Mindfulness – How To Practice Being Present

Jess says: How many times do you see a roomful of people staring at their mobile screens, ignoring everything that is going on around them? We have become so caught up in the over-stimulating online world, that many of us have forgotten how to take time out.

Sometimes we need to unplug and fully experience and enjoy the world around us. Be human beings, not human ‘doings’. Going out in nature is one of the ways to do this, but imagining you are somewhere beautiful can often work just as well.

 Mindfulness is the act of focusing on being present in the moment, not distracted by modern life, smartphones, computers or TV. Being present (mindfulness) is an important concept to help us deal with stress and something that we should all teach our kids, too. Visit our mindfulness area int the hub to learn simple mindfulness techniques. 

Spending long periods of time on smartphones and computers can change our brain chemistry, reducing our ability to focus and concentrate. Excessive smartphone use is associated with negative effects on our focus and concentration, and the more we use them the more impaired our ability to learn becomes.1 We get less smart (the irony)! It may also negatively affect our ability to relate to other people and understand their emotions.2

Regularly practising mindfulness changes the chemistry back. Mindfulness can improve focus and attention, and has benefits in conditions such as ADHD.3 Mindfulness has also been shown to enhance memory and comprehension and to improve work performance.4 This suggests that it could significantly offset the negative changes from the over-use of smartphones and electronic gadgets.

Regular mindfulness practices can reduce anxiety, depression and stress by up to 50%5 – better than any medication. Mindfulness helps us to regulate our emotions.6 By becoming aware of, and making time for how we feel, we become much better at regulating negative emotions. Studies consistently show mindfulness is an excellent tool for managing stress.7 It also significantly improves anxiety and depression, even when someone is feeling suicidal.8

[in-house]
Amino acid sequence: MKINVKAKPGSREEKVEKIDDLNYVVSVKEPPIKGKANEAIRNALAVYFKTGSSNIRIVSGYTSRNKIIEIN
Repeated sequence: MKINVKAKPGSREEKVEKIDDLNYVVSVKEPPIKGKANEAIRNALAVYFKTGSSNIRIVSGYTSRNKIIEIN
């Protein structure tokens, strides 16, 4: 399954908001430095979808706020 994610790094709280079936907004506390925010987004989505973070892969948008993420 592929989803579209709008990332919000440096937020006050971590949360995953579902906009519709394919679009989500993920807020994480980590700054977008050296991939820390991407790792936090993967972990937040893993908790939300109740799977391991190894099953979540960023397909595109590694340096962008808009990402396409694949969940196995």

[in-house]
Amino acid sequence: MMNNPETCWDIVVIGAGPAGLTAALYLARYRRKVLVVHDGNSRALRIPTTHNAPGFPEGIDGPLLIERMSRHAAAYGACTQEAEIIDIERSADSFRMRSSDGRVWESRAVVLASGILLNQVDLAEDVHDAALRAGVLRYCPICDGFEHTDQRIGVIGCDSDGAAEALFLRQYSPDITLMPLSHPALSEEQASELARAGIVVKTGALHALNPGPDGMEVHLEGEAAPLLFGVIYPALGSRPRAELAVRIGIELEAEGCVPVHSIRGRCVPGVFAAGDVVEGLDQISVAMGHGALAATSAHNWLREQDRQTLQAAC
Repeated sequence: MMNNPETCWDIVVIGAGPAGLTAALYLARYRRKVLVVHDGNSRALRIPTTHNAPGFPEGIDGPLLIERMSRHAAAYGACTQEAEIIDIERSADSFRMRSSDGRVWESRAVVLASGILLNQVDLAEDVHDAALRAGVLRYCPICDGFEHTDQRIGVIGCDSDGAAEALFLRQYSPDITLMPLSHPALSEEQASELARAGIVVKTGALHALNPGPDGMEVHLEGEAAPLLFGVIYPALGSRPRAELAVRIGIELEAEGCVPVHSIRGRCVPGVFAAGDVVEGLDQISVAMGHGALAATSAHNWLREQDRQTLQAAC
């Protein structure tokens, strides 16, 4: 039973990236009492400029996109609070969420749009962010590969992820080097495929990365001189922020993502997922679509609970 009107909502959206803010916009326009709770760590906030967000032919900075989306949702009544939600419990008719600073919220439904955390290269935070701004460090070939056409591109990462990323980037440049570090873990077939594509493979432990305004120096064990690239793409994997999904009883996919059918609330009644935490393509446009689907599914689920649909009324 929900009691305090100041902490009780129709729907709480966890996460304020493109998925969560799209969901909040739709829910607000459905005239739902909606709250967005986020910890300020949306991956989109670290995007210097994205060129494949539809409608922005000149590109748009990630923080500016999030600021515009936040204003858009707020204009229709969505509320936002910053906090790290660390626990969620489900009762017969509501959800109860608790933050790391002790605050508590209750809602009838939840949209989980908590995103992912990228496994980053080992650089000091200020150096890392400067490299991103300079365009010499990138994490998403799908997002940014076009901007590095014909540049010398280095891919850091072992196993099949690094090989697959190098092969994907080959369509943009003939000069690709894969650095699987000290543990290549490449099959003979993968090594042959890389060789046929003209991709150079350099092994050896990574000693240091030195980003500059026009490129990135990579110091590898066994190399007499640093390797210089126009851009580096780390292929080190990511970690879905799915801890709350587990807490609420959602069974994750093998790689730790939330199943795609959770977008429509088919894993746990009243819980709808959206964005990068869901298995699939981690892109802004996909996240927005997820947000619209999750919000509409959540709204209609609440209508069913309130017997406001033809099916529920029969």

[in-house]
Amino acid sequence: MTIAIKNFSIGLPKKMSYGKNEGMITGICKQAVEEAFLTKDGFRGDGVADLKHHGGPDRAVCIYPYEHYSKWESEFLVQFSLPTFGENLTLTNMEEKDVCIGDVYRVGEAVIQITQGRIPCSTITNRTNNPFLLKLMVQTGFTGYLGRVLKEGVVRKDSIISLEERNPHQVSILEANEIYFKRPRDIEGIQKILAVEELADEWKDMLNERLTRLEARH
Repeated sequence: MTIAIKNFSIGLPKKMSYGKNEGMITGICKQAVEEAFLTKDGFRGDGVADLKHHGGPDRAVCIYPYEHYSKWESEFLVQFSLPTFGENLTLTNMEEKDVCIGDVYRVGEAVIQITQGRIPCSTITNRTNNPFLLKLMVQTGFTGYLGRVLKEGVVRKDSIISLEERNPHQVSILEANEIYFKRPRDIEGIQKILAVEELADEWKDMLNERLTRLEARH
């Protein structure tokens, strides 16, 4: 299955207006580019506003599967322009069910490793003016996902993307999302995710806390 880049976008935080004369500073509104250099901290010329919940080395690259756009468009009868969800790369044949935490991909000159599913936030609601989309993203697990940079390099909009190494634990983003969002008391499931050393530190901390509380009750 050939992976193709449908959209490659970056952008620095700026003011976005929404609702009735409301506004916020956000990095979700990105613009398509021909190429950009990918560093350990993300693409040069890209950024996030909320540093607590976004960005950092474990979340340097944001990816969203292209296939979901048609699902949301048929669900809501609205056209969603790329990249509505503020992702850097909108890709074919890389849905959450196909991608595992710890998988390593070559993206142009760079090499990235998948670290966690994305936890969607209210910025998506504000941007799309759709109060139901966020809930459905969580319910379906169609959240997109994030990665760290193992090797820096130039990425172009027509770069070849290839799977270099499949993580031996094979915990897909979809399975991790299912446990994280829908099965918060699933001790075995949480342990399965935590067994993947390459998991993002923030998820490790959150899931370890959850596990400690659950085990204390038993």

It can even slow the ageing process! After practising mindfulness, there is an improvement in brain function, emotional health, physical symptoms and even a reduction in inflammation (which is involved in many disease processes). These all mean it helps to improve the symptoms of ageing.9 By aiding brain function, mindfulness may even help conditions like dementia and Alzheimer’s.10

Take time to focus on beautiful moments, without distraction. Children live in the moment automatically and engage and notice the world around them in full technicolour. As we transition into adulthood, we lose this ability and switch that part of ourselves off, as modern life stresses and strains take over. But just take a moment right now and think back on the best moments of your life – were they spent on Instagram, Facebook or the Internet? Or were they real experiences with real people (or even alone)? Our best memories tend to involve natural beauty, connections with others, milestones in our lives or those of our family. Make sure you focus on the moments you want to remember in all their glory and enjoy the sensation of living.

Feel your breath, your body and the ground beneath your feet. Take time to mentally note the smaller details of the moment – the colours, sounds and smells and the sensation of being present in this moment. This is the simplest way to practise mindfulness (a basic way of meditating). It’s a really simple way to come back into your body and leave the distractions and pressures of your brain behind. Even doing this exercise a few times a day helps to become more aware is beneficial. 

How do I practise mindfulness? 

Step outside! There may be 25 things that need doing in your home or at work, but the best way to feel alive is to go outdoors often. Even if it’s cold and rainy, and especially if we are treated to a rare glimpse of the sun. Smell the air, feel the breeze on your skin, see the sky, look at the trees and plants. If you don’t take the time to notice the beauty in the world around you, you are living life in monochrome. Just 10 minutes can make all the difference.

Turn off your screens. The modern world is so distracting with computers, the internet, TVs, smartphones and tablets, that all give 24-hour access to information. Whilst wonderful, it’s important to also live your own life and bring some richness and colour back into your world. Connect with those around you and really watch and listen. Give time and space to how you are feeling and process what you have been through. Take a brief moment to watch the sun rise or set. If you have children, teach them how to play with no overstimulating toys, phones or iPads. Bring back imagination! There is one big positive to smartphones, and that’s the myriad of great mindfulness and meditation apps that can help you to briefly switch off.